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Monte San Giorgio, Province of Varese, Lombardy, Italy

Monte San Giorgio is a mountain in the southern Ticino canton of Switzerland, with a height of 1097 meters a.s.l., surrounded on two sides by Lake Lugano.

A section of the nearby mountains, Pravello Poncione of Arzo (1015 m) and Monte Orsa (998 m) are in Italian territory, and where added to the Unesco description in 2010. The Swiss site was inscribed in the UNESCO World Heritage List in 2003, for the extraordinary paleontological discoveries spread over five distinct fossil levels aged between 230 and 245 million years ago, which allowed to study the evolution of some plant and animal species over several million years.

Since the 19th century thousands of skeletons of dinosaurs and marine fish came to light, including some rare or even unique.

The region of Monte San Giorgio includes the towns of Meride, Tremona, Arzo, Besazio, Riva San Vitale and Brusino Arsizio in Switzerland and the municipalities of Port Lugano, Saltrio, Viggiù and Besano, all in the province of Varese, in the Italian territory.

HISTORY

Pachypleurosaurus, Monte San Giorgio - Lombardy The first publication on the fossils of Monte San Giorgio in 1854 was by E. Cornalia, who later became the director of the Museum of Natural History in Milan and from 1866 and 1878 began the first scientific excavations in the Italian area of Besano. The research continued under paleontologist and geologist Antonio Stoppani, who took the direction of the Museum of Milan in 1882. Some years later, while working for the industrial extraction of oil shale, from which "saurolo", a form of ichthyol (Ammonium bituminosulfonate used for skin diseases and as antiseptic) was obtained through cold distillation, more fossils of fish and reptiles were discovered. In 1919 paleontologist and zoologist B. Peyer started to study the area, and from 1924 until 1975 the University of Zurich conducted a campaign of fifty open-air excavations, finding a great number of fossils.

Over 200 million years ago there was on the site a 100-metre deep subtropical lagoon on whose bottom deposits of sedimentary rocks were at the origin of Monte San Giorgio. The climatic conditions of the lagoon were similar to present-day Caribbean areas, with a temperature between 22 and 25° C. Among areas of shallow water, cays and islands there were lagoons isolated from the open sea, shallow and with low oxygen levels. Deceased animals sank to the lagoon bed and were then covered with mud, and the unfavourouble environment prevented the degradation by bacteria, which explains the preservation of complete fossil skeletons.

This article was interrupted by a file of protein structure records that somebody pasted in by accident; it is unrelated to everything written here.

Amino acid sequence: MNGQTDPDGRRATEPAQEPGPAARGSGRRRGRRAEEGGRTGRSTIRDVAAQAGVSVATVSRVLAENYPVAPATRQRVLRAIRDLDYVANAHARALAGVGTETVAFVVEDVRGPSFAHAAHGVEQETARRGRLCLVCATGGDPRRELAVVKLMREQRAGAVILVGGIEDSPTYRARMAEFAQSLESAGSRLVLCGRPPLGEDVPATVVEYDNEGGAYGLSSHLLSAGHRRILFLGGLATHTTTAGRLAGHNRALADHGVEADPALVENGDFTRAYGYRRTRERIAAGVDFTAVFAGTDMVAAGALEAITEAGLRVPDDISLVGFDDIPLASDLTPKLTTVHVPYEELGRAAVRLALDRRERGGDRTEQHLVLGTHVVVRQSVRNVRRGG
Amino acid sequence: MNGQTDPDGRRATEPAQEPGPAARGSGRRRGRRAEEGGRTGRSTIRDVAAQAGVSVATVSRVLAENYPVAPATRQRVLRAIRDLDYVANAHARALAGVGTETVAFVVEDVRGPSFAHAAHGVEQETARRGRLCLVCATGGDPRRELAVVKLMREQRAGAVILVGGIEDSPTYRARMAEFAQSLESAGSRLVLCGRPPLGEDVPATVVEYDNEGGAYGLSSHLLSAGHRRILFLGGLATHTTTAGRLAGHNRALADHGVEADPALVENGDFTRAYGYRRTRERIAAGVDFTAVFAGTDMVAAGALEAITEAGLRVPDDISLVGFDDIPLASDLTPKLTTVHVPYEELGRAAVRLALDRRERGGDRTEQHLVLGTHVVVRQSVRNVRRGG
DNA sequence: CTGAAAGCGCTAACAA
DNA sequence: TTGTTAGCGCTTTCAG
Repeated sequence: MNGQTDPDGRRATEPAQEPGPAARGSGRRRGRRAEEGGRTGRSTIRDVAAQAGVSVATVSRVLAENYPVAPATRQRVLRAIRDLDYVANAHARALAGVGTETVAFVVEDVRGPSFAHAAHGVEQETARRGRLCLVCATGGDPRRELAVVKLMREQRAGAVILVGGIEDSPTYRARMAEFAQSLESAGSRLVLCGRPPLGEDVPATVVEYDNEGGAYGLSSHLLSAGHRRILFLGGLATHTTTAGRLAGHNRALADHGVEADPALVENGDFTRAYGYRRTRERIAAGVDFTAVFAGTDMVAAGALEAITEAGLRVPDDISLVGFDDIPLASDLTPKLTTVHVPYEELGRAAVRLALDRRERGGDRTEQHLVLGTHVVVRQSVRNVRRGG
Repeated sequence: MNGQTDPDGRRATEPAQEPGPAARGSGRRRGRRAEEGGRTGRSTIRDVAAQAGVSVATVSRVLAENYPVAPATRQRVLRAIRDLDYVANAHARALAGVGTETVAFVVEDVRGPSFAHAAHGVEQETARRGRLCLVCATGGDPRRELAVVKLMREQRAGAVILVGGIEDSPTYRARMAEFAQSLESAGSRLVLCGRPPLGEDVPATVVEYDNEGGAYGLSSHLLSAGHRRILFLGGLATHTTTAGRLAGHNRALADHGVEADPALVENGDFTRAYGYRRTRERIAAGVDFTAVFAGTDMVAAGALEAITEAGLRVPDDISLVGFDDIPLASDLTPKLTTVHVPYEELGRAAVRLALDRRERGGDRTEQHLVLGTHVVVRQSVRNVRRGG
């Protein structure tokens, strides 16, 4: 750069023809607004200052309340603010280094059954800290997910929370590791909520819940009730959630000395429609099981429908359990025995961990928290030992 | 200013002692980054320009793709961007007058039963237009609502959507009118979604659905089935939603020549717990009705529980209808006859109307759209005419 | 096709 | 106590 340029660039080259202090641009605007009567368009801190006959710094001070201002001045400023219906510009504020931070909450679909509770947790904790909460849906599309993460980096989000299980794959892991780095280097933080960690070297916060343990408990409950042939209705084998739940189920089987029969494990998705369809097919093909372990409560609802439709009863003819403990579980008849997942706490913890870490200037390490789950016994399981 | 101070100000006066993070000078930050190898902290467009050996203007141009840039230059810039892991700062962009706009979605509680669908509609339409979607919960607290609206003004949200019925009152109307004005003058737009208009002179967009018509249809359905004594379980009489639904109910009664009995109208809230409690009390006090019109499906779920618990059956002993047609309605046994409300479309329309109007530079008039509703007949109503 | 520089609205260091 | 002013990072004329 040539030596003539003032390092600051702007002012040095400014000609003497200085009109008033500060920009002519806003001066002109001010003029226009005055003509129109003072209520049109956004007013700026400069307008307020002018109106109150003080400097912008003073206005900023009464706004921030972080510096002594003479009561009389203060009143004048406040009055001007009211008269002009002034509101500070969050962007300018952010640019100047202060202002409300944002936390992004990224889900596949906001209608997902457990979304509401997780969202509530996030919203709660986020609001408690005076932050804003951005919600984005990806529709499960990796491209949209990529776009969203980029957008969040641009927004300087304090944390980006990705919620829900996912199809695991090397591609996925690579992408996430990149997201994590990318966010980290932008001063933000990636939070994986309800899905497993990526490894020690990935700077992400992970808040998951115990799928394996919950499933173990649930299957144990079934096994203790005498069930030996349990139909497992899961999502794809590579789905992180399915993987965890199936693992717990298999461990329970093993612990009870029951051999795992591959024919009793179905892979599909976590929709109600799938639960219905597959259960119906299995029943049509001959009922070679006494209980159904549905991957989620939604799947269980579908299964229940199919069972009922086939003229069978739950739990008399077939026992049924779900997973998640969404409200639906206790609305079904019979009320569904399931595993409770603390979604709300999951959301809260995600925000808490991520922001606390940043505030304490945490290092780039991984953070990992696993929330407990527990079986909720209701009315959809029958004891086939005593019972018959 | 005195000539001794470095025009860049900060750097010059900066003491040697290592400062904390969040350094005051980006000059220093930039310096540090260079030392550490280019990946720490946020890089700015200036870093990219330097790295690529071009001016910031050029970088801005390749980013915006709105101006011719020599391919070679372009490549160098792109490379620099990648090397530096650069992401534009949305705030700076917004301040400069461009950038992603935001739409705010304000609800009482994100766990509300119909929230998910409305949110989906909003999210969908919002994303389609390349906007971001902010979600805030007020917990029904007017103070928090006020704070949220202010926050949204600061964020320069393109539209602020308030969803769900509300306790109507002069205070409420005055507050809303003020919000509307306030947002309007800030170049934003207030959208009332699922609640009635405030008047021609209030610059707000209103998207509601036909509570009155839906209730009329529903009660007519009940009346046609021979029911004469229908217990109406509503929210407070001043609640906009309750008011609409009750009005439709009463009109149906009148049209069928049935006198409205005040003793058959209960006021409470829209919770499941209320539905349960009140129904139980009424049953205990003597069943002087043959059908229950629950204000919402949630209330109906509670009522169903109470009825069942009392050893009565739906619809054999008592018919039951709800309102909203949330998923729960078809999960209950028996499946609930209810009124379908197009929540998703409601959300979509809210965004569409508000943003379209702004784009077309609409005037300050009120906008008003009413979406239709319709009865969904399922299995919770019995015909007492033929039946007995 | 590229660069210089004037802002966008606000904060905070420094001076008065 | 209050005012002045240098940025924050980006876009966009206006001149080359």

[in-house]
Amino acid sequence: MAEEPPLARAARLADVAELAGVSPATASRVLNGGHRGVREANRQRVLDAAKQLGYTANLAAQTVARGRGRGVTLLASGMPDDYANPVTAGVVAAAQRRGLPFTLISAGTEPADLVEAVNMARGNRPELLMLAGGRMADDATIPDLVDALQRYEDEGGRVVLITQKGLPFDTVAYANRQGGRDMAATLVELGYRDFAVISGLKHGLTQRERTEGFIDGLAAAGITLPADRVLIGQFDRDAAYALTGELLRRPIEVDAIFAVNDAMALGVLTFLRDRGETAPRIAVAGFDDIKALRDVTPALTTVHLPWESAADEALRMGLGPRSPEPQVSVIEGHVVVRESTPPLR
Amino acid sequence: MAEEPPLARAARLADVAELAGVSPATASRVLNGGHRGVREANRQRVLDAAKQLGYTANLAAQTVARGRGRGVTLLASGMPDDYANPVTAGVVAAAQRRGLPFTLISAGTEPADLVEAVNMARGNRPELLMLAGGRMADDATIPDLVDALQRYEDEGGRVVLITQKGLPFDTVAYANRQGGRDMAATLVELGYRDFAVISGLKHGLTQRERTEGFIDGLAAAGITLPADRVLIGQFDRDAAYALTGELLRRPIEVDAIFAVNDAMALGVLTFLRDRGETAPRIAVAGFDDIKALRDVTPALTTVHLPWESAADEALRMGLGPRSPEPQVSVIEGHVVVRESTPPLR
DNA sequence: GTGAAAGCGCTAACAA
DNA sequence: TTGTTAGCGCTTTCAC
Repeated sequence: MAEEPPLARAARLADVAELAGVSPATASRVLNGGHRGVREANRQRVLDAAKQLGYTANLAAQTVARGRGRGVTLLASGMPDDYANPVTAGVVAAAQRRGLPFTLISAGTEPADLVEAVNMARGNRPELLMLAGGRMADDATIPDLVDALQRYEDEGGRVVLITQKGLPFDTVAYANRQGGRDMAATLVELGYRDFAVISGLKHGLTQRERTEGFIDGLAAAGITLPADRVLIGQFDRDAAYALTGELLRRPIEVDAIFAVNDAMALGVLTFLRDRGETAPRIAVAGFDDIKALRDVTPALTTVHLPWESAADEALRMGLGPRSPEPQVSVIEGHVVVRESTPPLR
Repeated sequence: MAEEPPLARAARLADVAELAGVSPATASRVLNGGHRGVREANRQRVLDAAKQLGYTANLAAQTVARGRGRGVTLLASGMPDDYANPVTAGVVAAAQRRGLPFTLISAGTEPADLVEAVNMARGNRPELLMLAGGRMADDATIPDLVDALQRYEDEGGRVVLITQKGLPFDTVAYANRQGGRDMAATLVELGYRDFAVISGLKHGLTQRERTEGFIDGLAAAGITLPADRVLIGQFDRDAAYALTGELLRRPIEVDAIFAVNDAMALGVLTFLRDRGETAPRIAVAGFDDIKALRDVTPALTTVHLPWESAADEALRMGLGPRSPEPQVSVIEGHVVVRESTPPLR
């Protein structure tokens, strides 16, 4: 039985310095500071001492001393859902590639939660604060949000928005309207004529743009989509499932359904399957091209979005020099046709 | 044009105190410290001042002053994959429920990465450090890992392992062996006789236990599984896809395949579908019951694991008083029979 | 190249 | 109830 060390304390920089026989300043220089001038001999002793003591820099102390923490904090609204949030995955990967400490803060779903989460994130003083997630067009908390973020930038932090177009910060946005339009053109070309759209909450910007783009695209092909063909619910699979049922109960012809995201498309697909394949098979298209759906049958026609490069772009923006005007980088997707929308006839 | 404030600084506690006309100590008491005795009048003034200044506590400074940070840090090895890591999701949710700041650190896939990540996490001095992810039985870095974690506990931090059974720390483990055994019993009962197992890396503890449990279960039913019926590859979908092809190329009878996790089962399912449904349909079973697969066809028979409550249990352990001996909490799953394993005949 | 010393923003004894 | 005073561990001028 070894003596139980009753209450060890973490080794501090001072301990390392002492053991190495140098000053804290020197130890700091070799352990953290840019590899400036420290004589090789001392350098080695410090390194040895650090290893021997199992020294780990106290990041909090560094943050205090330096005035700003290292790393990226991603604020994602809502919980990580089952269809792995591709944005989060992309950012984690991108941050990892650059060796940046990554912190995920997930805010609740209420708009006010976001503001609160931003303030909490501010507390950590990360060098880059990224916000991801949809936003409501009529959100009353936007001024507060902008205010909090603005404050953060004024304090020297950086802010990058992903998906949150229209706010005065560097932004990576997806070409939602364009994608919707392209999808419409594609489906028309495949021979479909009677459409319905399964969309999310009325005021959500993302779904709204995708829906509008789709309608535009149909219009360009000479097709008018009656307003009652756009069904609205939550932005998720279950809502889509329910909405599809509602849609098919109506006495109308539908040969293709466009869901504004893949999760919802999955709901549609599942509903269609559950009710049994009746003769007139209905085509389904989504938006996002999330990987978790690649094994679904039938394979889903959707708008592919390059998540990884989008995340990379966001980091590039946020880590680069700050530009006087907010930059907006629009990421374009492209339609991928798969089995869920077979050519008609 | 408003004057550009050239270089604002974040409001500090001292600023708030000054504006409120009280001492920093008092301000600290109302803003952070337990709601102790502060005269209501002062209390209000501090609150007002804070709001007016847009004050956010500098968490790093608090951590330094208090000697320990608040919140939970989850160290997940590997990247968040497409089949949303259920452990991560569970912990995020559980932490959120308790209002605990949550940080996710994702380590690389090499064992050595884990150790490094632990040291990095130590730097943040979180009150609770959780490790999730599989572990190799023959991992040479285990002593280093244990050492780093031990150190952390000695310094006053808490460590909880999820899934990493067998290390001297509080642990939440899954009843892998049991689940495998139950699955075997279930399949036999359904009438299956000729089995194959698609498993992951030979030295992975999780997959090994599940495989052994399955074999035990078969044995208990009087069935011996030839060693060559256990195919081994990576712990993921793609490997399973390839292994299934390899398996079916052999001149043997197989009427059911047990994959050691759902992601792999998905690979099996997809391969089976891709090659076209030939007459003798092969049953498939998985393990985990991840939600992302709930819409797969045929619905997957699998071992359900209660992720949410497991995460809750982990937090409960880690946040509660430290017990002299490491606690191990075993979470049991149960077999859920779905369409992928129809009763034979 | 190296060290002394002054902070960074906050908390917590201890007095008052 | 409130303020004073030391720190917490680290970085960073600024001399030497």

To date over 10,000 fossil specimens have been found including 30 different species of reptiles, 80 species of fish, 100 species of invertebrates and a great number of microscopic fossils. Among the latest finds there is one of the first fossil insects worldwide of the Triassic, a 17-mm long "Mosquito" (Tintorina meridensis). Among the main findings are ichthyosaurs (large marine lizards), Placodonts and many fish as the Chondrichthyes. The presence of numerous fossils and shells such as Ammon Daonella allowed to date precisely the age limits of the area. Very precise dating of zircon minerals contained in a layer of volcanic ash (bentonite) have established an age of 241-242 million years. In more recent layers of the middle Triassic of Monte San Giorgio are fossils of reptiles and fish, however the low number of findings indicate a worsening of living conditions. In more recent limestone layers small fish, crabs, remains of plants and one Lariosaurus were found.

relief map Monte San Giorgio

Museums

How to reach it

By car: It is possible to reach Monte San Giorgio from Mendrisio following the road that leads to Serpiano (a frazione of Merida, see on GoogleMaps), but the trail is quite difficult. A second road from Riva San Vitale, along the shores of Lake Lugano as far as Brusino Arsizio, where a cable car takes up to Mount Serpiano (650 m). From here a path, passing through Alpe di Brusino, leads to the summit (time: 1 hour and 30 minutes). The easiest route, a hiking trail from Meride to the summit of Monte San Giorgio, requires less than 2 hours.
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